- Water Therapy or Aerobics
- Personal Training
- Core Strengthening Exercises
- Aerobic Exercise Training
- Pilates or Yoga
- Acupuncture, Massage, Stretching
- Heat, Ice, Braces and other self-care products
- Nutrition for weight loss or reducing inflammation
- Mindset and Spiritual Training
At Back Pain Wise, we recommend designing your recovery around 3 main pillars; Strong Body, Strong Mind, and Strong Spirit. As I look back at the formula for my personal recovery, all my beneficial efforts and actions could be placed into one of these pillars. The point is, your chances of recovering are greater if you strategically implement a self-care low back recovery program and stick to it for ..the rest of your life.
Again, business as usual, will not help you live a pain-free active lifestyle if you have chronic disc or nerve damage in your back or if you’ve had surgery to repair said damage.
Here is an important piece of advice I stumbled upon in my research relating to the importance of finding the right person or educational content when it comes to core strengthening.
Sperling Medical Group says, “At the start of lower back pain, many people think that if they exercise and strengthen their back muscles, the pain will eventually go away. So they try doing isolated back routines. This may only put more stress on muscles that are becoming damaged, leading to worse problems. Instead, strengthening the core muscles beneath the more superficial abdominal muscles that are associated with a “six-pack” will help support the spine and pelvis, and take a load off the lower back. There are exercises that can be done slowly and gently, such as pelvic tilts or cat stretches. It’s worth seeing a knowledgeable exercise trainer or physical therapist in order to learn a few simple exercises and make sure you’re doing them correctly.” Here is the link if you would like to read the full article.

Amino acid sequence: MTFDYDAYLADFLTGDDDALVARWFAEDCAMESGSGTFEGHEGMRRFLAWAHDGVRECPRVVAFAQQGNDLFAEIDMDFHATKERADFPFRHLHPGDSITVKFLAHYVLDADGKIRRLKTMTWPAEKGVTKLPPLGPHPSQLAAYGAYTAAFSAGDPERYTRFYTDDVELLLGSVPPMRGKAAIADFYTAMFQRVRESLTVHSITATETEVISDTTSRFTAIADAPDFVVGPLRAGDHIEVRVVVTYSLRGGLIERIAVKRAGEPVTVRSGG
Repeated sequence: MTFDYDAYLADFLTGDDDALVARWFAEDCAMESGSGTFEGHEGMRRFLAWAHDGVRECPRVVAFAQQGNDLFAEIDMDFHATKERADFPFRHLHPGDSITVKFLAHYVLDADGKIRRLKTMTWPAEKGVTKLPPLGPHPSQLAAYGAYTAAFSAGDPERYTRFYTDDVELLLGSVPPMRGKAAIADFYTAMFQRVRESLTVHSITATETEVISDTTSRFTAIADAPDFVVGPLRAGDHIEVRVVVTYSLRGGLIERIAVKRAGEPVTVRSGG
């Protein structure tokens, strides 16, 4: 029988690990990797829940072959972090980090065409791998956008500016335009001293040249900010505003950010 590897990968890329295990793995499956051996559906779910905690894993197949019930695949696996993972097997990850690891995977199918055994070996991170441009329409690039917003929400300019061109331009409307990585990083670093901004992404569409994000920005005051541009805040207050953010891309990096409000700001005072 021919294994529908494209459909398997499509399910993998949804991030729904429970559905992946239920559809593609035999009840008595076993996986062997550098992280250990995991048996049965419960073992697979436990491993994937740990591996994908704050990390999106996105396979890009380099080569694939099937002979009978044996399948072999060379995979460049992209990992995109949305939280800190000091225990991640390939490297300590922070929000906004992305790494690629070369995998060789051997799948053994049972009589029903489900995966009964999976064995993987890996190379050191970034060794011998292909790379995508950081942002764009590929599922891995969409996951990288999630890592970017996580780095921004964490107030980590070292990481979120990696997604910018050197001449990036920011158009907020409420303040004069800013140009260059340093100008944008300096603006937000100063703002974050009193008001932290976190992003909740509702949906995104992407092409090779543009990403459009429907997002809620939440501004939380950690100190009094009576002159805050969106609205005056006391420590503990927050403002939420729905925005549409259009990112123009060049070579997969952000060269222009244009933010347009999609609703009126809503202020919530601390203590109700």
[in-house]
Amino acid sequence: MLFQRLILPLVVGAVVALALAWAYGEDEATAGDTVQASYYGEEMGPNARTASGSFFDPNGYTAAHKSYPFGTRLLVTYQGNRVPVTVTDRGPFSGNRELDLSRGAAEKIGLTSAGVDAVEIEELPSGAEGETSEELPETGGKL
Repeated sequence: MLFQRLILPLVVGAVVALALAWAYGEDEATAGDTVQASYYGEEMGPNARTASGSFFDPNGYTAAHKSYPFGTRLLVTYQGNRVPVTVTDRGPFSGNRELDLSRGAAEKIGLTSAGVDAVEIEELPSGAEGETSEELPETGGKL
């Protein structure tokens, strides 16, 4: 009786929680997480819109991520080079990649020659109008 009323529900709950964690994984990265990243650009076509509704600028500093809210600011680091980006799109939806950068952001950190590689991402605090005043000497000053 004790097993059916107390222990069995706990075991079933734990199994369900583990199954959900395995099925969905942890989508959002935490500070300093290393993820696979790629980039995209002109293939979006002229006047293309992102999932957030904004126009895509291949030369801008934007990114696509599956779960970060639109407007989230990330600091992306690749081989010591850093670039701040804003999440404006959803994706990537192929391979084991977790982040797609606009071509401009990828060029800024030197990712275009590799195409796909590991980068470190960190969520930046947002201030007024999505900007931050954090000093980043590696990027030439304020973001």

MISTAKE #5 TO AVOID WITH LOW BACK PAIN:
A NEGATIVE MINDSET
Here is a good one; “Disappointments are inevitable, discouragement is a choice.” –Charles Stanley.
If this is you below, we have work to do.
My wife is so negative…
We all know that our actions follow our attitudes. Essential to battling any chronic illness is a belief that you will get better. Hope that you will find a solution and recover and it won’t always be like this. Faith in God or your higher power that He will answer your prayers, be with you, and guide you through this dark valley.
It’s a marathon, a long game. And although nobody can be Mr. Happy Pants every day of their lives, your positive attitude has to somehow outweigh your negative attitude over the long haul for you to win and find relief for your back pain.
A negative hopeless mindset will hinder your efforts to push forward and find solutions and healing.
We have all been there. But don’t stay there. Hopelessness and negativity lead to wanting to lay around and rest, sleep, and feel sorry for yourself. Additionally, remaining inactive, which is very bad for back pain will only prolong your misery (unless you’re in acute pain of course).